39) Nikon 1 10-30mm VR vs Nikon 1 10-100mm VR @ 18mm Corner Frame
40) Nikon 1 10-30mm VR vs Nikon 1 10-100mm VR @ 24mm Center Frame
41) Nikon 1 10-30mm VR vs Nikon 1 10-100mm VR @ 24mm Corner Frame
42) Nikon 1 10-30mm VR vs Nikon 1 10-100mm VR @ 30mm Center Frame
43) Nikon 1 10-30mm VR vs Nikon 1 10-100mm VR @ 30mm Corner Frame
Even stopped down to f/8-f/11 range, the Nikon 10-100mm lens looks much sharper.
44) Nikon 1 10-100mm VR vs Nikon 1 10-30mm VR Conclusion
Without a doubt, the Nikon 10-100mm VR lens seems to outperform the Nikon 10-30mm lens at the center, as well as in the corners at pretty much all focal lengths between 10mm and 30mm and apertures from maximum (f/4.5) to minimum (f/16). I can’t imagine that it wouldn’t, given the price and size of this mega-lens. While the 10-100mm VR lens is designed specifically for videographers, it certainly does have very nice optical features that also make it a great lens for photography (at least at focal lengths below or equal to 30mm). Despite the superiority in sharpness, I still prefer the Nikon 10-30mm kit lens, because it is much more compact and smaller. The sharpness differences above do not make a huge difference in the field anyway…
Compared to Nikon 1 30-110mm f/3.8-5.6 VR
The Nikon 1 30-110mm f/3.8-5.6 VR is a telephoto lens for the Nikon 1 cameras that is equivalent to a 81-297mm lens (think of it as something like the Nikon 70-300mm lens). Below is a comparison between the two starting from 30mm.
45) Nikon 1 10-100mm VR vs Nikon 1 30-110mm VR @ 30mm Center Frame
Again, I won’t be providing any f/16 crops, since image quality is very poor at the minimum aperture.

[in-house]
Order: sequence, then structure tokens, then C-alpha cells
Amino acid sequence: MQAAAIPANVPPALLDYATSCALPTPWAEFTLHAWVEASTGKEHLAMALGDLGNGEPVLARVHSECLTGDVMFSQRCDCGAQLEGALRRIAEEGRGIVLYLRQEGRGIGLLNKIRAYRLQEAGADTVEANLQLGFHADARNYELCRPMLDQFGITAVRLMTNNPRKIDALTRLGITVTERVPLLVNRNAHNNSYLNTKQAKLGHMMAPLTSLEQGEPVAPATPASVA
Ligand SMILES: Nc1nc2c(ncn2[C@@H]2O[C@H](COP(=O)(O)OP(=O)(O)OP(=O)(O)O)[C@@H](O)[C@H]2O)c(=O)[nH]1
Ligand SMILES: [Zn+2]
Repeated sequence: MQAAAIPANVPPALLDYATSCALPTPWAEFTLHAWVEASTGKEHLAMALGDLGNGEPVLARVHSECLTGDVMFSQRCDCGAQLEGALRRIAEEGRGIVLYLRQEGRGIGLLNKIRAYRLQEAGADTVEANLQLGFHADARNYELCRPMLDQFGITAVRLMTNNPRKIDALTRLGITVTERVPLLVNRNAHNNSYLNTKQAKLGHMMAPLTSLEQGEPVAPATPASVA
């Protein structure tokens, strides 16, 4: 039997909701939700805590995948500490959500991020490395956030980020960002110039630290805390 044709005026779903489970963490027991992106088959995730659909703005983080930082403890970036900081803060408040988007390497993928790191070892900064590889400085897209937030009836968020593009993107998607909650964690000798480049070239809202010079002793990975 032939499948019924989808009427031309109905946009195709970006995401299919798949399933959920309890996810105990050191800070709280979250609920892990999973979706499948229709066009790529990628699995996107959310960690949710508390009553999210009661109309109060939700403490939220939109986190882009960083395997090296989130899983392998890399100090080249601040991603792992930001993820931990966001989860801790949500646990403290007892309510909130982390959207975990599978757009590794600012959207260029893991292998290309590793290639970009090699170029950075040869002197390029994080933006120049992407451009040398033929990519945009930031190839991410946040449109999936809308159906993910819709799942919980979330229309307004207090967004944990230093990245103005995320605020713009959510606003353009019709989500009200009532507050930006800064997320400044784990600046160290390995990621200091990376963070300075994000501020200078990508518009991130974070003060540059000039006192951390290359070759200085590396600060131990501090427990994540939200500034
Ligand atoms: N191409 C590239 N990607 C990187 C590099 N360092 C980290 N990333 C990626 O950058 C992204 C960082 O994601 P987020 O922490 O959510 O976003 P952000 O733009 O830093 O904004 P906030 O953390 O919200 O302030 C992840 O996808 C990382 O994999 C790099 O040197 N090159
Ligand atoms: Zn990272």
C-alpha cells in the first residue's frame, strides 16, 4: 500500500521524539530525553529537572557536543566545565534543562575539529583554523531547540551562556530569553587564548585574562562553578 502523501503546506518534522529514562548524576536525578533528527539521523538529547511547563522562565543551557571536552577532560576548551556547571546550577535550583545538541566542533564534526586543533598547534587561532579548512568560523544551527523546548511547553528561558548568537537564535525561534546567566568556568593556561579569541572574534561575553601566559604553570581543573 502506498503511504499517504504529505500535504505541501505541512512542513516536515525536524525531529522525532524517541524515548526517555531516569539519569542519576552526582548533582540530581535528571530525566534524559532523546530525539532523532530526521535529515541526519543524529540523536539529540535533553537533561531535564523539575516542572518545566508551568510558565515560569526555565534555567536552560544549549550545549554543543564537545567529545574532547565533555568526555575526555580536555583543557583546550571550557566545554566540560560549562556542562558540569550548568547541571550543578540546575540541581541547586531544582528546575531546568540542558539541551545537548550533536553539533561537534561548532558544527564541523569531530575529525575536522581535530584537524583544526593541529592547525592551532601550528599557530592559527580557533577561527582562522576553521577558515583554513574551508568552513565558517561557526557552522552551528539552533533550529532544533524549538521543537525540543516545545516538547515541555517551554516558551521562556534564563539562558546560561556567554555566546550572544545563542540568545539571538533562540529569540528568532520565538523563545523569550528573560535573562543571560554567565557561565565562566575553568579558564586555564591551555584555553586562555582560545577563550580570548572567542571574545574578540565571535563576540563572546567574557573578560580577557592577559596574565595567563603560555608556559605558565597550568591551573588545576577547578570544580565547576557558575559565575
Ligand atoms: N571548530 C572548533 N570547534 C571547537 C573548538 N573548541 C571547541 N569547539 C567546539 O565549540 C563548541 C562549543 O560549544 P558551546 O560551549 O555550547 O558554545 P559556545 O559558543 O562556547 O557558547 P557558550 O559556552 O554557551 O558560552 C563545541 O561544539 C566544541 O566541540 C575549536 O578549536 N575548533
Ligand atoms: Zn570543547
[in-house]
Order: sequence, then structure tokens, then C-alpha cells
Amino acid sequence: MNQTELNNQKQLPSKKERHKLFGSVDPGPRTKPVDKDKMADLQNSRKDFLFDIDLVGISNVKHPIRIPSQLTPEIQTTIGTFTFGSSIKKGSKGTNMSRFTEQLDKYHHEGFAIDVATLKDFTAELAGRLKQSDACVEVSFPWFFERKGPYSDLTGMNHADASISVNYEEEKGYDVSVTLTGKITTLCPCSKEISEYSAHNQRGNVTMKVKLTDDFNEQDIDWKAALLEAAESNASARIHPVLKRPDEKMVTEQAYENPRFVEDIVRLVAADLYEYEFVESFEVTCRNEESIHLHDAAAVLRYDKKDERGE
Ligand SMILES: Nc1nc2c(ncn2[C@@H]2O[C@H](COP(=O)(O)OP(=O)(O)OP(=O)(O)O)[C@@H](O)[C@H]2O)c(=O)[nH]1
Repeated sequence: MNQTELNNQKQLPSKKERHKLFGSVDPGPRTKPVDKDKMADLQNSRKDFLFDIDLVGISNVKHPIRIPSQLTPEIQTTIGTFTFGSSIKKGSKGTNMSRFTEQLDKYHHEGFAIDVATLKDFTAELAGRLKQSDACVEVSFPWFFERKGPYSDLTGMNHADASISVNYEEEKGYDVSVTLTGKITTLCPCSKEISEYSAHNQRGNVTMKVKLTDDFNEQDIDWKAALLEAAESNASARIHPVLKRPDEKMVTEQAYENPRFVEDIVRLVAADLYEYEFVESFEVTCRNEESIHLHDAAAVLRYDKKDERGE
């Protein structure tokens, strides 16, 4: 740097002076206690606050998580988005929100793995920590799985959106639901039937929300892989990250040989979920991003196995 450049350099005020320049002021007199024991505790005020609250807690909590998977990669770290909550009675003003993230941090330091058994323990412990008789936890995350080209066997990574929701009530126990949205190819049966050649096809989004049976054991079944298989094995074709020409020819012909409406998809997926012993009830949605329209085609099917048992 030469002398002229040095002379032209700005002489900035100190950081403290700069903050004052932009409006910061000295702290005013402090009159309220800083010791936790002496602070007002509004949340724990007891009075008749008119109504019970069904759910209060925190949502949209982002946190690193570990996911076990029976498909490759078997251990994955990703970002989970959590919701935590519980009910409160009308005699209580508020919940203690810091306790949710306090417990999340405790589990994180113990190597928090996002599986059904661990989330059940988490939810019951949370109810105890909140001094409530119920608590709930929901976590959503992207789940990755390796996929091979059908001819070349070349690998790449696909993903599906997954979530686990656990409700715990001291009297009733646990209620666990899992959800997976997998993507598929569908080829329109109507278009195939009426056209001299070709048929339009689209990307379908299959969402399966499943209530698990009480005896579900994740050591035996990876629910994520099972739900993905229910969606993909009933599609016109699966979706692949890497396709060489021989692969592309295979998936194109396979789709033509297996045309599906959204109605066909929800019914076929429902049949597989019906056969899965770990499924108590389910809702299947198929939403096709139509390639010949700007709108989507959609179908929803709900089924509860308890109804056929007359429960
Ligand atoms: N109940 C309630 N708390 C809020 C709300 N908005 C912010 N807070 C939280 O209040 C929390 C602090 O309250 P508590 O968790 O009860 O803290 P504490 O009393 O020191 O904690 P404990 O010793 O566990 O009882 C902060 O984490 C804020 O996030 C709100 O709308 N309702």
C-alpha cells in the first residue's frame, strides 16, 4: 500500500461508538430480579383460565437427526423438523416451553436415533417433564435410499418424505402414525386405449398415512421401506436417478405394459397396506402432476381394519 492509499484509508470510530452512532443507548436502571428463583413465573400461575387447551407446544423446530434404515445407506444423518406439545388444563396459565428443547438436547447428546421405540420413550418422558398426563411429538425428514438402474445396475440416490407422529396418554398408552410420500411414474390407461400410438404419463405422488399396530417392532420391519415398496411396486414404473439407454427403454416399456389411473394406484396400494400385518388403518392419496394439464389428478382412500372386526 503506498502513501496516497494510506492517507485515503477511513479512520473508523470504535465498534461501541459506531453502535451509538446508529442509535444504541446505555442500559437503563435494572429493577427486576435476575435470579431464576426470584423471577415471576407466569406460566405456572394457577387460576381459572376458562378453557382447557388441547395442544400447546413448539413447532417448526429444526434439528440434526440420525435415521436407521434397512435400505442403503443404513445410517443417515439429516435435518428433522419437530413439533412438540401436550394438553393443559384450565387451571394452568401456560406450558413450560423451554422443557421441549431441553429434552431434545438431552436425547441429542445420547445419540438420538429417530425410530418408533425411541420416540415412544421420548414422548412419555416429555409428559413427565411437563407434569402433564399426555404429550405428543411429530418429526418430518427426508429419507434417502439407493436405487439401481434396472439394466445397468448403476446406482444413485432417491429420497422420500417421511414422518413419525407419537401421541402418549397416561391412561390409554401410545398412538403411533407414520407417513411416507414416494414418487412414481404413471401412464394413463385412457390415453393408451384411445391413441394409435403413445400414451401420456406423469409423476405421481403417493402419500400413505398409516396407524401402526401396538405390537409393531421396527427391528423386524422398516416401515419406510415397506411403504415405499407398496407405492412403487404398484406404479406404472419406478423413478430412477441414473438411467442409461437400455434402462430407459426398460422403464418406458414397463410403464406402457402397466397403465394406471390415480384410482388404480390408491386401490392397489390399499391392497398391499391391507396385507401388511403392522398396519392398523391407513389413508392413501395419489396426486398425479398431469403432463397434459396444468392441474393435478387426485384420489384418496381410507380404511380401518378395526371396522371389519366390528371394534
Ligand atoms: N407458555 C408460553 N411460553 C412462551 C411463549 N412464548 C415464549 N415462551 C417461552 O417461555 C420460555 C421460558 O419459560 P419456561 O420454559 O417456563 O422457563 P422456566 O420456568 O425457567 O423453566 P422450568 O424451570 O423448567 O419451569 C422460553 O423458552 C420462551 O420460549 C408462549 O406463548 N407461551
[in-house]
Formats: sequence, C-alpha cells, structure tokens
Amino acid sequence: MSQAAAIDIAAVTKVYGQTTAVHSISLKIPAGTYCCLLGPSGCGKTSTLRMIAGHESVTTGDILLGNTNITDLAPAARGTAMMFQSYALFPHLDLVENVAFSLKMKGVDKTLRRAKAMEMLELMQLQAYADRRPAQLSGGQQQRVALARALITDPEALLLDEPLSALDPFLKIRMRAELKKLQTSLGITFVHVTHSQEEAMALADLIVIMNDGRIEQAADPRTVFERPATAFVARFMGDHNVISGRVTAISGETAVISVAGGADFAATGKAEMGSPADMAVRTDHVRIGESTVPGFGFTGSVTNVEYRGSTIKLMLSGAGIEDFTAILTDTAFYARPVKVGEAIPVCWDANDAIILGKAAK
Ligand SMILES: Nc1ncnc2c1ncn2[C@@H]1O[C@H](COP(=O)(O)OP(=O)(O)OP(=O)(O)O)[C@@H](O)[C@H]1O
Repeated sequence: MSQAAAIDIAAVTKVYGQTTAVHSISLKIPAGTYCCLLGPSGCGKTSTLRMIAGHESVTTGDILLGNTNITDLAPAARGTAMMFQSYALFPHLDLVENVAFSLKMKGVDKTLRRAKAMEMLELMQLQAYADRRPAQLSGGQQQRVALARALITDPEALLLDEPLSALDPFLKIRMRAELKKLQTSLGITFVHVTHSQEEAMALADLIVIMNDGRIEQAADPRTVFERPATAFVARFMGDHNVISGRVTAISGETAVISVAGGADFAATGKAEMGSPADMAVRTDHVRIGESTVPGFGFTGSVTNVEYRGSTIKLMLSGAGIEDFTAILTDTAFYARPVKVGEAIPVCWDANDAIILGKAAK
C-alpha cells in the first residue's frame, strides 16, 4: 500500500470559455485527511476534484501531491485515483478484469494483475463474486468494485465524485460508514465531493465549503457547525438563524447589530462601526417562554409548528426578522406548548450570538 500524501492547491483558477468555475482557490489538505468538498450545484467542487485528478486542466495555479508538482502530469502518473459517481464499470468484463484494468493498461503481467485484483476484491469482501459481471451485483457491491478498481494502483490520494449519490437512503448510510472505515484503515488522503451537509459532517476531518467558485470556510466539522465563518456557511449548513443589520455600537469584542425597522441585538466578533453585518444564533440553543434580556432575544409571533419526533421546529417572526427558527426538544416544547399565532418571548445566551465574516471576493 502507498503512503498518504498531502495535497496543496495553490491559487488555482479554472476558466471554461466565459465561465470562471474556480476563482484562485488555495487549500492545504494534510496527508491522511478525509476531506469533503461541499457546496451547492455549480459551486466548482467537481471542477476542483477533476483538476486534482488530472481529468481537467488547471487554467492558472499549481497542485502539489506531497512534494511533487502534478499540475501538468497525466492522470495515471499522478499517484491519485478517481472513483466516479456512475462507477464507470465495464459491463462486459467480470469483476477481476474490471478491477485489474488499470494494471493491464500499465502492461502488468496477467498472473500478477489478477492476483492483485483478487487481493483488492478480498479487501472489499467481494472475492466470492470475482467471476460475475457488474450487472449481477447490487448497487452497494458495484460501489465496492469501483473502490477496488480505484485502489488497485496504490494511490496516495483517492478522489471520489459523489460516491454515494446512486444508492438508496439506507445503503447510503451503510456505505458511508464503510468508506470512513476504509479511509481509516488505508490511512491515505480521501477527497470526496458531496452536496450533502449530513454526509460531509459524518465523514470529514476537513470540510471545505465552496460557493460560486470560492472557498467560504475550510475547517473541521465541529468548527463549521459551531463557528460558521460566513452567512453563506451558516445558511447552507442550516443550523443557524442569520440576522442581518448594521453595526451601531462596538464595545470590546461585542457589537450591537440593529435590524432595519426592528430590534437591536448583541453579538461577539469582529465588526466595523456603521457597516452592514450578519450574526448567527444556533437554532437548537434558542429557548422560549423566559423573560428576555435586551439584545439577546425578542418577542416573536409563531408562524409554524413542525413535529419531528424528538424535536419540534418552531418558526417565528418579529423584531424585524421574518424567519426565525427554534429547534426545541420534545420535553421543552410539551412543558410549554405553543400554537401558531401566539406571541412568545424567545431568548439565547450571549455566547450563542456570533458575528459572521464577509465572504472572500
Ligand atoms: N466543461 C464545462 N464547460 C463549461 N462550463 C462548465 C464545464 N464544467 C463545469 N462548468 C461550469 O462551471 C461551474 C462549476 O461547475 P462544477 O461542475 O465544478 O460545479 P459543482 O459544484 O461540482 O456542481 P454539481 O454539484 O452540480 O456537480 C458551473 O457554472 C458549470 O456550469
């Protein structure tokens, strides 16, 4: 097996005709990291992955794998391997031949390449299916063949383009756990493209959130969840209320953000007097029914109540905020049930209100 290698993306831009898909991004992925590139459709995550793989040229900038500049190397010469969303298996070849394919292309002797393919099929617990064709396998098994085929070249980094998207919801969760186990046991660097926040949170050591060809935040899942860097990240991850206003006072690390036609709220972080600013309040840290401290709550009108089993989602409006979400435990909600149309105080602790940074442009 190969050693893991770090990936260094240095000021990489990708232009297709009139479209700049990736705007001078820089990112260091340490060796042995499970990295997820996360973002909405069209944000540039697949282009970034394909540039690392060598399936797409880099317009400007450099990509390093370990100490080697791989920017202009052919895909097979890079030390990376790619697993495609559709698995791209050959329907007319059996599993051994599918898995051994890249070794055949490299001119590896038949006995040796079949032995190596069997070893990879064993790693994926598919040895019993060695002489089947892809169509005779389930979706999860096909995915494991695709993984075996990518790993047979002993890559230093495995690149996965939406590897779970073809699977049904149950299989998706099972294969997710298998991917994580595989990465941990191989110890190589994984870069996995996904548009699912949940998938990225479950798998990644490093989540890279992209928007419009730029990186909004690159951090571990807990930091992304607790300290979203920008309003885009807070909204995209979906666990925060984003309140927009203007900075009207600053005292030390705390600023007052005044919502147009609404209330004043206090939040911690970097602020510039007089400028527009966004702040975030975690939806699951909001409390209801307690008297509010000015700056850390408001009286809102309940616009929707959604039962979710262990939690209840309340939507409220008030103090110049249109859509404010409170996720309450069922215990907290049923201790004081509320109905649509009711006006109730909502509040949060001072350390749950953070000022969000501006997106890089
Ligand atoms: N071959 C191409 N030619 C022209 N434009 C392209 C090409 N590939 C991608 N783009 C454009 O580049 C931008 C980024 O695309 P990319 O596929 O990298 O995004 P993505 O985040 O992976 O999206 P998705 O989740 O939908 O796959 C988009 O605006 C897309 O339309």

46) Nikon 1 10-100mm VR vs Nikon 1 30-110mm VR @ 30mm Corner Frame
47) Nikon 1 10-100mm VR vs Nikon 1 30-110mm VR @ 40mm Center Frame
48) Nikon 1 10-100mm VR vs Nikon 1 30-110mm VR @ 40mm Corner Frame
49) Nikon 1 10-100mm VR vs Nikon 1 30-110mm VR @ 60mm Center Frame
50) Nikon 1 10-100mm VR vs Nikon 1 30-110mm VR @ 60mm Corner Frame
51) Nikon 1 10-100mm VR vs Nikon 1 30-110mm VR @ 80mm Center Frame
52) Nikon 1 10-100mm VR vs Nikon 1 30-110mm VR @ 80mm Corner Frame
53) Nikon 1 10-100mm VR @ 100mm vs Nikon 1 30-110mm VR @ 110mm Center Frame
54) Nikon 1 10-100mm VR vs Nikon 1 30-110mm VR @ 100mm Corner Frame
55) Nikon 1 10-30mm VR vs Nikon 1 30-110mm VR Conclusion
As you can see from the above image crops, the Nikon 30-110mm VR starts out sharper in the center and weaker in the corners, then catches up in the corners towards its longest focal length. Overall, I would say the differences are rather small when both lenses are stopped down to the same aperture, which is disappointing for the 30-110mm lens. I guess I just expected a little more out of a dedicated telephoto lens. At focal lengths below 60mm the Nikon 1 30-110mm has a 1 stop lead, but it also has a weaker corner performance. In terms of other optical performance differences, the Nikon 1 30-110mm has much less vignetting at f/5.6 throughout its focal range. The 30-110mm has more barrel distortion at 30mm, but less pincushion distortion above 60mm. Both lenses are equally allergic to flare and ghosting, which is why Nikon provided lens hoods. AF speed seems to be about the same on both lenses. As for lens build, the Nikon 1 30-110mm feels a little “plasticy” compared to the all-metal Nikon 1 10-100mm. Each lens has its advantages and disadvantages. The clear advantage of the 30-110mm is its compact size and light weight, while the 10-100mm is a much more versatile lens that almost packs the performance of both the 10-30mm kit and the 30-110mm telephoto lenses into one lens.